Charter has grown too powerful for programmers, Public Knowledge says

Charter Communications sign (use this one)
On Tuesday, Univision revealed that it was blacking out an unspecified number of owned and operated stations on Charter. The dispute dates back to last summer, when the broadcaster sued Charter shortly after it closed on its purchases of Time Warner Cable and Bright House Networks.

The impasse between Charter Communications and Univision that has resulted in the Spanish-language broadcaster blacking out its channels on the MSO is proof that Charter has grown too powerful, consumer org Public Knowledge said.

“The blackout of Univision on Charter Spectrum cable—which includes millions of former Time Warner Cable customers—is an unfortunate development that shows how disparities in bargaining power between programmers and distributors can leave customers in the lurch,” said John Bergmayer, senior counsel at Public Knowledge, in a statement.

“As we argued in recent comments to the FCC, these imbalances can distort competition and harm consumers. We hope that Charter and Univision resolve their dispute in a way that ensures the continued vibrancy of independent programming, particularly programming that serves diverse audiences, while keeping costs low for consumers.”

Sponsored by Signiant

BIG FILES, BIG CHALLENGES: Why Dropbox, FTP and shipping hard drives are no longer viable for media and what you can do about it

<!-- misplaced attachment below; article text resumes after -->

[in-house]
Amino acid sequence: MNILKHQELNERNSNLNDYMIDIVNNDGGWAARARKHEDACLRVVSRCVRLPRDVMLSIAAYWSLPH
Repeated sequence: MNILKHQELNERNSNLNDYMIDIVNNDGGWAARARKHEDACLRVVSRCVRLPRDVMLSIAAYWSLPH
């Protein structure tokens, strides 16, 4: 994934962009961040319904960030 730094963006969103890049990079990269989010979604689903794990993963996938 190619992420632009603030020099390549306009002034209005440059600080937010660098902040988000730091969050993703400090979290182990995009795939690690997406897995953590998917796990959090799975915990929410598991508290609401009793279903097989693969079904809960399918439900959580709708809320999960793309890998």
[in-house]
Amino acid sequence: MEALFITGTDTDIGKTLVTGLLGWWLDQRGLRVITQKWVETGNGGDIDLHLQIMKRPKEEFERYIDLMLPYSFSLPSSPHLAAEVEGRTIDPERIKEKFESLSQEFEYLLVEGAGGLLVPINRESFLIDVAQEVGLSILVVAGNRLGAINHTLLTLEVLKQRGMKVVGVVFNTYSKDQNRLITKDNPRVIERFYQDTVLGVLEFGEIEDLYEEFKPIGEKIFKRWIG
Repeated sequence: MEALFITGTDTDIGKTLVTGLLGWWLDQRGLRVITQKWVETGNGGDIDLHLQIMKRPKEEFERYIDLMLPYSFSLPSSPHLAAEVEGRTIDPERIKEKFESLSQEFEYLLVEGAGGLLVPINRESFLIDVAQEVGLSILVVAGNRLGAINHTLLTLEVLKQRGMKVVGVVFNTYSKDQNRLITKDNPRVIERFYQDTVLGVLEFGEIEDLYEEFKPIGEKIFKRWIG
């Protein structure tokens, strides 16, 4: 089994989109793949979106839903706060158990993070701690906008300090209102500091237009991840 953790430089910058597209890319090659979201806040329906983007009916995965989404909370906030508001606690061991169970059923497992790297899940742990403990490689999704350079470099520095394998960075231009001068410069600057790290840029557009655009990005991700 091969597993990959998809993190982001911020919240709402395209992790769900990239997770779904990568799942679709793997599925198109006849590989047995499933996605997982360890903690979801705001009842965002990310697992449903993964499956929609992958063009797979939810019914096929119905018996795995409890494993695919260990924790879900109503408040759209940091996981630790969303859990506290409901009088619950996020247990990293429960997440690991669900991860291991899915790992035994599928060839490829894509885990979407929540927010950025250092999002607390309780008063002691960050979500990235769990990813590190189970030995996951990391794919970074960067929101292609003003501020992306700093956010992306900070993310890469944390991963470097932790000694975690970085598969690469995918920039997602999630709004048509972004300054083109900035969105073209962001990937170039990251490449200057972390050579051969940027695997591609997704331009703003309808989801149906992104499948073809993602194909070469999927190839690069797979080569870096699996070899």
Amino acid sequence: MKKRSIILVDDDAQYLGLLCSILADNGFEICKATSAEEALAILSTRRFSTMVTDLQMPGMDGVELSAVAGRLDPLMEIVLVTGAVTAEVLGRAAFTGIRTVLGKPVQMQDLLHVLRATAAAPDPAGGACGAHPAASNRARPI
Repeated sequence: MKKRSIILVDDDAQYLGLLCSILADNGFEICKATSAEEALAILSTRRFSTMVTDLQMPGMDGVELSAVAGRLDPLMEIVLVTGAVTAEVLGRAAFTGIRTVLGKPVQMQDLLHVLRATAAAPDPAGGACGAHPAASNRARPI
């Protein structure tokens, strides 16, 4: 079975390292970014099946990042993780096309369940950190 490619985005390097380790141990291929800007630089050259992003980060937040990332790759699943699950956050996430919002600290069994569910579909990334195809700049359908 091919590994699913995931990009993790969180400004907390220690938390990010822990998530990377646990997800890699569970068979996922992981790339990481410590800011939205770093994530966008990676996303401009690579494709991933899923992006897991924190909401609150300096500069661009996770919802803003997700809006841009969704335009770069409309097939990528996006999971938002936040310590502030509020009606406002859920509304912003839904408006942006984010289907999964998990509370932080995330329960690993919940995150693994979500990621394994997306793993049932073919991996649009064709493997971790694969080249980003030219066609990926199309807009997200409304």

Large file transfer software — SaaS that makes it easy to move any size file with speed and security, no matter over what distance — is essential to your media business. Read this paper to learn why you should move on to a next-generation solution.

RELATED: Univision blacks out Charter

On Tuesday, Univision revealed that it was blacking out an unspecified number of owned and operated stations on Charter. The dispute dates back to last summer, when the broadcaster sued Charter shortly after it closed on its purchases of Time Warner Cable and Bright House Networks.

Univision accused Charter of improperly trying to hide behind TWC’s superior broadcast retransmission licensing deal with the Spanish-language broadcaster. Univision is attempting to hold Charter to the terms of its legacy deal.

Charter has responded by simply stating that the pair have an agreement, and that Univision needs to stick with it. 

Charter has similar ongoing disputes with 21st Century Fox (over Fox News) and CBS Corp. (over Showtime).

RELATED: Charter sued by New York Attorney General for not addressing TWC speed issues fast enough

Earlier this week, Charter countersued Fox, alleging that it has most favored nation clauses in its contract that are being violated. 

Separately, beyond programming-related matters, Charter is being sued by the New York Attorney General’s office, which claims it hasn’t fixed the problem of TWC under-delivering on broadband speeds in the Big Apple and surrounding parts. 

Public Knowledge’s Bergmayer also commented on this matter: “In uncompetitive markets like consumer broadband, it's too easy for companies to offer customers a substandard service, year after year, including tricking them into upgrades that are never delivered. As Attorney General Schneiderman stated, your cable company ‘has been ripping you off.’"

“We are pleased to see State Attorneys General playing an important role in protecting consumers in the communications marketplace,” he added. 

Suggested Articles

George Cheeks, vice chairman of NBCUniversal Content Studios, has reportedly left the company for CBS.

Live streaming TV service YouTube TV has set another distribution agreement with a traditional pay TV operator.

The DoJ reported that two residents of Las Vegas, Nevada, had pleaded guilty to multiple criminal copyright charges related to video piracy.